After four years competing at the state’s largest classification, a drop down to its long-time home in Class 5A resulted in immediately improved levels of success for Friendswood ISD athletics this past school year.
“Those four years we spent in 6A were definitely a challenge, especially for the girls’ side, and I think we were rising to that challenge,” Friendswood ISD athletic director Robert Koopmann said. “You could see us getting better in 6A. So, then to drop down to 5A, you could see the culmination of all that.”
On the girls’ side, Friendswood won or shared a district championship in every team sport, with volleyball putting together a memorable playoff run all the way to the Region III-5A championship match. And, the future looks even brighter for many of these programs moving forward, Koopmann said.
“I’ve been here 25 years, and I’ve talked to people who have been here even longer, and we can’t remember when that’s ever happened,” Koopmann said of the district titles. “That’s just a rare achievement. We’re so excited and so proud, and we’re young on the girls’ side.”
For the boys’ programs, all but one of the team sports reached the playoffs — although that “one” is still a bit of a sore spot for the head football coach Koopmann. While realignment and the drop to 5A was kind to just about every other sport, football was placed in a district featuring state powers Alvin Shadow Creek, Richmond Foster and Angleton, as well as an always solid Fort Bend Hightower team.
Friendswood ISD’s athletics already has an inherent advantage as a perennially successful program with loads of tradition and history, but Koopmann said other factors have kept the program strong is a supportive community and administration, which includes high school principal Mark Griffon, who Koopmann calls “the greatest principal in Texas.”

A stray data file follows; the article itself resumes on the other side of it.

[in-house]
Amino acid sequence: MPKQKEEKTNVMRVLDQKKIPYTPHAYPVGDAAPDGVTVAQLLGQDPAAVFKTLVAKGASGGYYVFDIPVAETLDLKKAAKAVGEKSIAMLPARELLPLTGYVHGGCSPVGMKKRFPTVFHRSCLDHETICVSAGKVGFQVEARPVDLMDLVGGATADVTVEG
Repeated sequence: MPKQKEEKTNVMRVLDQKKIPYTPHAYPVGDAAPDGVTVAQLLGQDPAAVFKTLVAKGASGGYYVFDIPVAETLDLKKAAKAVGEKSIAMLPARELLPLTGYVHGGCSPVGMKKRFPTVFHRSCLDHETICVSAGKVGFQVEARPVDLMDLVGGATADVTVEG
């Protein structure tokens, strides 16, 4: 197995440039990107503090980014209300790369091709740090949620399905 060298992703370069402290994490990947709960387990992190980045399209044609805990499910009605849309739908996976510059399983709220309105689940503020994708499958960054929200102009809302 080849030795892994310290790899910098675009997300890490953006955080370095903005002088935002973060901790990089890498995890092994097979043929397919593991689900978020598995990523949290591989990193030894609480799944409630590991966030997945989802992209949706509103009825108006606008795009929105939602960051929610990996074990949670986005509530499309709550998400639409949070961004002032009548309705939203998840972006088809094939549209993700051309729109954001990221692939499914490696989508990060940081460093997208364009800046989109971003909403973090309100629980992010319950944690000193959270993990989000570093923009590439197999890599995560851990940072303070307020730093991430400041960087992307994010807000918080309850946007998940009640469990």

“There’s a lot of things lined up for us to be successful; that was set up before I became athletic director, and we’re just keeping that tradition on,” Koopmann said.
While some athletics programs might struggle to keep its numbers up to an adequate level, Koopmann said Friendswood’s unique challenge is properly managing the high number of student-athletes who want to participate.
“We may not be in 6A, but we have a 6A athletics program,” Koopmann said. “We have over 850 kids involved in UIL sports. That’s just a massive amount of kids. How do you manage your facilities? How do you get 700 kids in the weight room in a week and manage that?
“Those are challenges for us, but it’s also a great thing that we have so many kids involved in our athletics programs across the board,” Koopmann added. “It’s exciting to see how well-rounded our athletics program is — strong tennis programs, strong golf programs, all of those programs. So many schools are good in one or two, and we’re competitive in all of them. We’re proud of that.”
Friendswood will bring back all of its head coaches next school year, with the only change being interim head boys basketball coach Caleb Marburger being promoted to head coach. When Koopmann does need to bring in a new coach, he said being great in the classroom is essential.
“If you’re a great classroom teacher, you’re a great coach because there’s not much of a difference between the two,” Koopmann said. “I’ve got football coaches who are teaching AP classes and humanities, and we’re the same way across the board.”
With the school district in the early planning stages of a bond proposal, Friendswood ISD’s sports are expected to play a prominent role in those plans. The bond would call for a new competition gym and new dressing rooms at the high school, among other items, Koopmann said.
Going into next school year, Koopmann’s goal is to see the various athletics programs continue to build on the success of the past year, and at this time next year, he hopes he can say that all of the team sports made the playoffs.
“I told our coaches that our challenge is how do we top this year, — more district championships on the boys’ side, and keep the momentum going on the girls’ side,” Koopmann said. “I told them that when we went to 5A, we’re the big dog now. Everyone is going to be trying to knock us off. That’s our challenge, to continue the success that we’ve had.”